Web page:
Texas Instruments awarded patent for "miniature electronic calculator", based on the "CalTech" (see 1965).

The Hewlett Packard HP65Hewlett Packard HP65 is the first hand-held programmable calculator.


Mechanical calculator manufacture has practically ceased.
Mass production makes electronic calculators very cheap.

Mechanical calculator sales practically zero.

Price of basic pocket calculators now very low, many companies leave the market due to lack of profits.

The Casio pocket-LC Casio pocket-LC is the first calculator using the now standard TN (Twisted Nematic) LCD (Liquid Crystal Display) with its black numbers.




LCD (Liquid Crystal Display) displays (with black numbers) taking over from red LED (Light Emitting Diode) and green fluorescent tube displays in calculators due to their very low power consumption, large numbers, and high contrast.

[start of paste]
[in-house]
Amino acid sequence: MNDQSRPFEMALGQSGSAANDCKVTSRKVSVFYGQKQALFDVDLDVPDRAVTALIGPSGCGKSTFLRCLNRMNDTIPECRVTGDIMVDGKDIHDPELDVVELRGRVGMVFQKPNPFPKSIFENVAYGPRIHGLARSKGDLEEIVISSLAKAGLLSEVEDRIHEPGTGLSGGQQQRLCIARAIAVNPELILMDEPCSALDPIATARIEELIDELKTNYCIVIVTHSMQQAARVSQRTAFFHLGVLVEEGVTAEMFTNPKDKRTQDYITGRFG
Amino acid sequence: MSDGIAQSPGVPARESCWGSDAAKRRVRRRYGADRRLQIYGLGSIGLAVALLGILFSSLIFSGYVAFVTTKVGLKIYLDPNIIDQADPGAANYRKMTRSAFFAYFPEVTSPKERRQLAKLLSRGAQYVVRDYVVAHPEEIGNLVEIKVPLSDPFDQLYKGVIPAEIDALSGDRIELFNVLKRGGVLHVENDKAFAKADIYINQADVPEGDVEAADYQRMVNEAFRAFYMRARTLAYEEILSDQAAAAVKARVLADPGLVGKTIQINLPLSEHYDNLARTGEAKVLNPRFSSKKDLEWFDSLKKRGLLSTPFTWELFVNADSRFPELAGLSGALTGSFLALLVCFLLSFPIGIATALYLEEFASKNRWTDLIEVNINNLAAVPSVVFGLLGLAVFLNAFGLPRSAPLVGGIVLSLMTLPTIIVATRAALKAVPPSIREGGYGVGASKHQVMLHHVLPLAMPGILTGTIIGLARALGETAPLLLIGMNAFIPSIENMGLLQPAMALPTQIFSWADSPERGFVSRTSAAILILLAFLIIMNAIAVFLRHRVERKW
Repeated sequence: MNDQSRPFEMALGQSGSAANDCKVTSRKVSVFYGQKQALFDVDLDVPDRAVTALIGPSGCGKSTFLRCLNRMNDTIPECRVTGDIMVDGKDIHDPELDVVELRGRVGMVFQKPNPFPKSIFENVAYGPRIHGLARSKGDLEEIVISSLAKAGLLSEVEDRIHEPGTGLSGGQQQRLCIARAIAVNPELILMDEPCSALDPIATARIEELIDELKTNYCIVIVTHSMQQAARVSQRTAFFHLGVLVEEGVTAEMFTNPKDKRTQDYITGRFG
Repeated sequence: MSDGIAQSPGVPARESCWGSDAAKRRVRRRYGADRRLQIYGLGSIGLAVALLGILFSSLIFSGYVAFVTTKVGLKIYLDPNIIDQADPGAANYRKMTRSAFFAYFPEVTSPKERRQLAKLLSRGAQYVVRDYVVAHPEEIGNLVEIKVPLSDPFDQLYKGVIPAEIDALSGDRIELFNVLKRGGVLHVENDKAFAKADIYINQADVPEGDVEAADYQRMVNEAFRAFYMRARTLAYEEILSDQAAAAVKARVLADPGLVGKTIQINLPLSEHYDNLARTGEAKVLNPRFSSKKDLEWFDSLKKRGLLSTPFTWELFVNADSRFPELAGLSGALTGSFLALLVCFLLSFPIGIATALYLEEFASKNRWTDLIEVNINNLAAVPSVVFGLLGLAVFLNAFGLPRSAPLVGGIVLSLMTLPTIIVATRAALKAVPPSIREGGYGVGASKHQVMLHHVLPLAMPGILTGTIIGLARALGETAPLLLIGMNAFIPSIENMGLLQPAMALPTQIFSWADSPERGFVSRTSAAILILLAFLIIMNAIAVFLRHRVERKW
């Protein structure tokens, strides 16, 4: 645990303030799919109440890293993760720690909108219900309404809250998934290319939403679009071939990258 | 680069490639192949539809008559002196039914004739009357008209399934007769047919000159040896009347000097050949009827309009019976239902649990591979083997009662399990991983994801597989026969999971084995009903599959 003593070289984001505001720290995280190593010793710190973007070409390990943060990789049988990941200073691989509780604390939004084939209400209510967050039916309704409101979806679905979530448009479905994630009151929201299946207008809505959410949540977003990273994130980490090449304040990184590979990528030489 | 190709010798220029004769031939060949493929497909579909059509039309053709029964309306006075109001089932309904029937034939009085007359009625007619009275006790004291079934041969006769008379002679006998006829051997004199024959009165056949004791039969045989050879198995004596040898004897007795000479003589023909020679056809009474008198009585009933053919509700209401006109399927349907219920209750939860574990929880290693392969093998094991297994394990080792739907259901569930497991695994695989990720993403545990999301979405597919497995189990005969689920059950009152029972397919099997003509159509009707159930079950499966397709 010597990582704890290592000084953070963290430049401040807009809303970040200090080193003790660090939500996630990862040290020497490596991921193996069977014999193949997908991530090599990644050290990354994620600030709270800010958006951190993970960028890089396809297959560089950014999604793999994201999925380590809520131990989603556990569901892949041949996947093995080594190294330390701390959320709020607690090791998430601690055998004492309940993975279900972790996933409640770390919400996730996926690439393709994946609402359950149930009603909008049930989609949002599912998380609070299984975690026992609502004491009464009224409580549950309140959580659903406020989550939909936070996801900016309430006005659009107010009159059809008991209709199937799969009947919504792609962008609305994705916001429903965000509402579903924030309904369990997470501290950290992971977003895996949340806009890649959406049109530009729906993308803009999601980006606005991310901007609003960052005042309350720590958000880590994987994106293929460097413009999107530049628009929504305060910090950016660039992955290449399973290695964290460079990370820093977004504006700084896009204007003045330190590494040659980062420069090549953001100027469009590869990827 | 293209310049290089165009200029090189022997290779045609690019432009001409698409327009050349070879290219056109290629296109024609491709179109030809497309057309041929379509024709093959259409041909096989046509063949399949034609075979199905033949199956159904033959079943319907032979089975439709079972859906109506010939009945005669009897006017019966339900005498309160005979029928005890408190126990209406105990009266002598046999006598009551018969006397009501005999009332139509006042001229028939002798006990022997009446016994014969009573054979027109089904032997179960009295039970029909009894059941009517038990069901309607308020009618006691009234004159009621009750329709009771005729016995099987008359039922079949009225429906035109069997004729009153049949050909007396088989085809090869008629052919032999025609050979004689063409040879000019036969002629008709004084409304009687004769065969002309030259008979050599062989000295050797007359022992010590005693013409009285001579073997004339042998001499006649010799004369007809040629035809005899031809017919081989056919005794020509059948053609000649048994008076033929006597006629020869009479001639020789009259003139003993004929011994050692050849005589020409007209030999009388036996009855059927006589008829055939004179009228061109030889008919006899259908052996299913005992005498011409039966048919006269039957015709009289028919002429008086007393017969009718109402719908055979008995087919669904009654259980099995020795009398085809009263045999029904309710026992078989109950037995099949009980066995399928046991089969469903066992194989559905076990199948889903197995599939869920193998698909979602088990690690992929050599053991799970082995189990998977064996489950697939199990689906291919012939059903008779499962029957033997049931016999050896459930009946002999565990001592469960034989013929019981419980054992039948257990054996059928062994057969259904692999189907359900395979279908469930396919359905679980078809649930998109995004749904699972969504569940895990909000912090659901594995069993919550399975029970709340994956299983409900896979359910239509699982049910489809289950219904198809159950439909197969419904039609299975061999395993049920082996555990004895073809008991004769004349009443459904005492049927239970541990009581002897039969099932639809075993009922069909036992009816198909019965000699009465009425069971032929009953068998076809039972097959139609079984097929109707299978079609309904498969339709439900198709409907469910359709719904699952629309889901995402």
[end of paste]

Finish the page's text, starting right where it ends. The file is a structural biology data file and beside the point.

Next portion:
The first calculators equipped with solar cells (used to charge the internal batteries) include the Sharp EL-8026 "Sun Man" Sharp EL8026 and the Royal Solar I / Triumph-Adler 1980.Royal Solar I


First solar-powered and first credit card sized calculators.


One of the first solar-powered calculators is the Teal Photon Teal Photon .

The Casio Mini Card LC-78 Casio Mini Card LC-78 is the first credit card sized calculator.


First hand-held computer


The Sharp PC1211 / Tandy TRS80 PC-1 Sharp PC1211 is the first hand-held computer; it has a QWERTY keypad and runs the BASIC language.

(Note that:
The site has a translation of this time-line into Uzbek, for the convenience of Uzbek speakers.)


For further information on the development of the pocket electronic calculator see the articles "Evolution of Today's Calculator" and "The History of Pocket Electronic Calculators" in the Collecting Calculators section of this site.  There are many other articles on the development of calculators in this section.

Vintage Calculators

© Text & photographs copyright Nigel Tout   2000-2022  except where noted otherwise.